Tuesday, March 29, 2011

Four Elements of Deep Silence: Earth

Working on The Cloud of Unknowing has given rise to many thoughts that don't have direct bearing on the text itself. One of these is that metaphors that gesture towards the deep silence, where the Holy Spirit does the work of transfiguration, at various times employ the imagery of the four elements which ancient and medieval people thought were the building-blocks of all that exists.

Way back in the middle of the 20th century people got very excited about Tillich's phrase 'ground of being'. He was, of course, drawing on German philosophy; but the phrase has many ancient and medieval antecedents. Julian of Norwich speaks of the 'ground of beseking' (often mistranslated as 'beseeching'). God as 'ground' is also an image beloved of Eckhart, and St Paul as well.

There is a certain rationale behind the use of such an earthy image to gesture towards what is utterly imageless. One thinks of the streets of solid gold in Rev. 21, which are also somehow translucent. Paradoxes such as these stop the mind momentarily, and encourage liminality. But there is also a theological sensibility that attaches to them, and it's one that the Cloud-author stresses in his chapters (50s) that deal with the literal-minded, who contort themselves into all sorts of odd behaviour in their desire to imitate the metaphorical words 'up' and 'in'. It's the notion that in God there is no direction, no geometry; the only security is to give up security, to free-fall in the love of God, as it were. The foundation is laid by giving up foundations—one thinks of the several biblical references to the rejected stone becoming the cornerstone.

Once again the metaphor reflects reality: in space-time too there is no 'up' or 'down'. One tantalizing aspect of the Cloud-author's world-view is that it is Copernican (Walsh) a hundred years before Copernicus himself. This knowledge makes the Cloud-author's remarks about direction take on a double, if not a triple aspect. Anyone who has practiced one-pointed meditation (the beginning first step of what the Cloud-author is talking about) will understand what he means about any direction being the same as any other, that direction in this context becomes meaningless.

The Cloud-author pushes even an extreme apophaticist like me. As I read him over and over (as he advises), creating a parallel text of different versions, the process opens up meanings, not only those that insist that nothing means nothing (this morning I woke up with a catchphrase in my mind: 'if there's excessus, there's no mentis') but also the biblical allusions to death and resurrection that occur towards the end of the Cloud chapters numbered in the fifies and the early sixties.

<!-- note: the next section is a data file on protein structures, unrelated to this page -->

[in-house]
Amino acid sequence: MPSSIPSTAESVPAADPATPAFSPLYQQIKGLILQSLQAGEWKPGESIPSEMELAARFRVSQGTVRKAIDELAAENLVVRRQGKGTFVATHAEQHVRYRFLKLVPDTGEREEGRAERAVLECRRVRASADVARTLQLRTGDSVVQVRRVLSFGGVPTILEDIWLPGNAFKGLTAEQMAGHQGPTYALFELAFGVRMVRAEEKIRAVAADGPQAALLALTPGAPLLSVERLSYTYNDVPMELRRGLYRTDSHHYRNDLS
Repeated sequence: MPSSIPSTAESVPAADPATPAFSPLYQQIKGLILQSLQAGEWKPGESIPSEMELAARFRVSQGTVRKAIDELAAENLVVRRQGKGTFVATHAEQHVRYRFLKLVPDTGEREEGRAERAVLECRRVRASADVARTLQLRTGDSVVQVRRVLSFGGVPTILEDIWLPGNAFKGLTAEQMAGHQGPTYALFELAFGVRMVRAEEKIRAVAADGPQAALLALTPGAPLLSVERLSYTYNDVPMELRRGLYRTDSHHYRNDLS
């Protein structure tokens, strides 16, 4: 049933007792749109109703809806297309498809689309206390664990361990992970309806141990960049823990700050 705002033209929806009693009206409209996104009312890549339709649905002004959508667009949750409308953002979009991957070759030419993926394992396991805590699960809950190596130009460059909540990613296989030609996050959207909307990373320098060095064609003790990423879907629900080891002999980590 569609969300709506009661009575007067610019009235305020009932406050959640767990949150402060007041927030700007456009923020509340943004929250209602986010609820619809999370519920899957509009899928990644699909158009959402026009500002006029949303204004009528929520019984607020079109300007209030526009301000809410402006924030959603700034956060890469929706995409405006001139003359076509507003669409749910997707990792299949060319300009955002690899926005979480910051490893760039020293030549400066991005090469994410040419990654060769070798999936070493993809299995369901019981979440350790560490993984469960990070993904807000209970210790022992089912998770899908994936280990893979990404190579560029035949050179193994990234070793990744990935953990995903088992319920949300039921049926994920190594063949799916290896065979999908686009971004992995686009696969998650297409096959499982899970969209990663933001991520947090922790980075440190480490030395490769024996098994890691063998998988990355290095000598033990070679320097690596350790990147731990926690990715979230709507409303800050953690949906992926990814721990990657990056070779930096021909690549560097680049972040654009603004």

It is in deep silence that we shall all be changed; in fact, it almost seems as if the Cloud-author is saying of what he self-deprecatingly calls an 'exercise' that it is, in fact, a matter of life and death. The choice to behold that the people in the desert refused is always available to us in the deeps. We make that choice for life or death by intention: are we willing to cast our intention in to the abyss of love along with our thoughts, ideas and all our preconceptions; are we willing to be attentively receptive to the life that emerges in response? or will we intend to remain in the idolatry of the construct we have created, the pseudo-security of what we think we know? a construct whose maintenance demands that we squander all our energy, but which will shatter at the slightest provocation? Holden Caulfield would call this construct our 'phoniness' but the irony is that not only it is all we have to offer, it is the gift that God wants us to offer, so that stripped of it, we become available to the transfigurative process that in turn will inform the constructs we need to create to function in the presenting world.

It can't be emphasized often enough that regaining the balance that is normative for human beings—beholding, to use the biblical term—is not a matter of choosing either experience or deep silence; it's rather a matter of re-establishing the circulation between the two, between the true origin of our shared nature with God, and our engagement with time—for which we need constructs. What is different when we have recovered that balance is that these constructs become informed by the silence; they're no longer trying to feed off their own vacuity but are given life from the primordial love that is beholding. The liminal area between the cloud of forgetting and the cloud of unknowing becomes the arena of communication, of receptivity and creativity.

Earth images: there have been catastrophic earthquakes recently as tectonic plates slip past one another and seek to release tension. By analogy there is tension and stress within our selves created by the slippage between the construct and the reality, the fault-lines between our self-consciousness and deep silence. Unlike the slippage of the tectonic plates, which is natural, our slippage is unnatural; it needs to be justified so that we can regain our nature, function optimally within our selves and with each other, so that the life we share with God emerges into the everyday.

The earth will keep moving, and so will we. The tensions and stresses caused by the tectonic plates will not be relieved; they will only be displaced to build again until the next cataclysm. By contrast, as the Cloud-author notes, the movement and justification that humans undergo through healing transfiguration in deep silence is a kind of rest, where tension and stress will fade away; where sorrow and pain will be no more; and where every eye will be wiped of every tear.

1 Comments:

Blogger Michael said...

Your thoughts and images are so helpful. Thank you for writing.

3:52 pm, March 29, 2011  

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